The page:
If you have guests travelling from outside BC/Canada, people you simply can’t imagine being married without, then put everything on hold. Remember that the original 50 person limit may still be in force in 2021 and into 2022, conditional on at least one of the following: “wide vaccination, “community” immunity, broad successful treatments.” (This is Phase 4, timing depends upon how well the previous stages go.) If the worst-case scenario in the chart above comes true, then there may not be a lot of international travel next year. So take some time and figure out who your non-negotiable people are and talk to them about travel and their comfort with it. And consider some live streaming for people who are not willing or able to travel post-pandemic. Look at 2022…there will be more Saturdays open, if that’s your choice (2021 Saturdays are pretty full and the most popular venues/photographers/videographers/officiants are booked already.)
2. Elope Now (Party Later)
Quite a few of my 2020 couples who initially postponed, ultimately pivoted into elopement. They were starting families, buying homes, and just generally getting on with life. But that doesn’t mean taking the “nobody is coming so let’s just rubber stamp it” route. Make it REALLY special. Take some of that wedding stash and really treat yourself to something you may have dreamed of (but couldn’t do with 50++ people.) (think…what would the perfect day look like? what have you always wanted to do? what did you do on your first date?) More inspiration here.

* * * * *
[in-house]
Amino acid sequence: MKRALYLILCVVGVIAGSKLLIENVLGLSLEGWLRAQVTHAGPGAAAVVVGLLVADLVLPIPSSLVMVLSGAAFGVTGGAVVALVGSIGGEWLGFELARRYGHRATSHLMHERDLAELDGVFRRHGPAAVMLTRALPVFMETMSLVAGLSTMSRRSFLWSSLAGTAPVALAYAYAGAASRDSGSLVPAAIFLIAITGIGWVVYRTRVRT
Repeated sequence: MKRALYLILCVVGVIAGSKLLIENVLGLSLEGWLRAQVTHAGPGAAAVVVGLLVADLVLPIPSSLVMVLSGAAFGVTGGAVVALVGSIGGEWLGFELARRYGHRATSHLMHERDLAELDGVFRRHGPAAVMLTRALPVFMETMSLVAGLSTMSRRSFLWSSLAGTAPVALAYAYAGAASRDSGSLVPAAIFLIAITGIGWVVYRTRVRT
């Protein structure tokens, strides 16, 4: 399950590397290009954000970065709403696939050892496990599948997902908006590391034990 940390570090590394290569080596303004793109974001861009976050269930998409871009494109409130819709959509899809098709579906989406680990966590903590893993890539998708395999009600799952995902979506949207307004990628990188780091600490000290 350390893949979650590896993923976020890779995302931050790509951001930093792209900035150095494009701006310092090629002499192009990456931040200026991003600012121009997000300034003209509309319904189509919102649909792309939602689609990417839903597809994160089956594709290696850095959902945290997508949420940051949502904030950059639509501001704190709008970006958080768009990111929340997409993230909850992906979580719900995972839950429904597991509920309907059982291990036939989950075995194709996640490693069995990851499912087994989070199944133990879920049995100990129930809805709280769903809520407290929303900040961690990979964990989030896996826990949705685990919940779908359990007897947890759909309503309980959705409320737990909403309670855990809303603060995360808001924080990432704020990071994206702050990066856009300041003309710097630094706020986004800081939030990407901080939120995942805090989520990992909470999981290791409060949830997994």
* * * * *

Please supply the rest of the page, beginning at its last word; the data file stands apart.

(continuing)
You can even tie together the 2 dates if you wish (my couples are telling me that they don’t just want a party later, they want the walk down the aisle, the wedding party, the chance to not miss out on a moment of big love.) So for example, we’re doing some pretty cool handfastings (either legal or symbolic) this year, and next year they will finally “tie the knot.”
3. Downscale to a tiny wedding
The wedding industry has just discovered “microweddings”, but I’ve been doing them for years…:) There’s something very special about an intimate celebration with your closest people. The energy is totally different, you have more time to relax and be present with them. They tend to be relaxed and real. And fairly easy to pull together…on short notice. And if you want, you can still add the big party later.